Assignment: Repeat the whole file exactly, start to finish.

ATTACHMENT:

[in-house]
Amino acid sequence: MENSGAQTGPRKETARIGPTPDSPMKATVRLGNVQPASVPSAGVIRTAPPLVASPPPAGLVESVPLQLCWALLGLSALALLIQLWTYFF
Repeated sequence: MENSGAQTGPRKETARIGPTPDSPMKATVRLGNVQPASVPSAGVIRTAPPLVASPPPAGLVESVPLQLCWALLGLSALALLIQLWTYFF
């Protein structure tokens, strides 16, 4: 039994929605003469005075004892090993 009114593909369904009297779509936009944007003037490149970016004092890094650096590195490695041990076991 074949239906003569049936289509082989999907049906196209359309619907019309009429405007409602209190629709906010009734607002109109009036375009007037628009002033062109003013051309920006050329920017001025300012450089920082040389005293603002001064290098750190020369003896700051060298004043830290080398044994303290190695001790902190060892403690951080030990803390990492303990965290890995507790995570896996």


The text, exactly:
[in-house]
Amino acid sequence: MENSGAQTGPRKETARIGPTPDSPMKATVRLGNVQPASVPSAGVIRTAPPLVASPPPAGLVESVPLQLCWALLGLSALALLIQLWTYFF
Repeated sequence: MENSGAQTGPRKETARIGPTPDSPMKATVRLGNVQPASVPSAGVIRTAPPLVASPPPAGLVESVPLQLCWALLGLSALALLIQLWTYFF
């Protein structure tokens, strides 16, 4: 039994929605003469005075004892090993 009114593909369904009297779509936009944007003037490149970016004092890094650096590195490695041990076991 074949239906003569049936289509082989999907049906196209359309619907019309009429405007409602209190629709906010009734607002109109009036375009007037628009002033062109003013051309920006050329920017001025300012450089920082040389005293603002001064290098750190020369003896700051060298004043830290080398044994303290190695001790902190060892403690951080030990803390990492303990965290890995507790995570896996």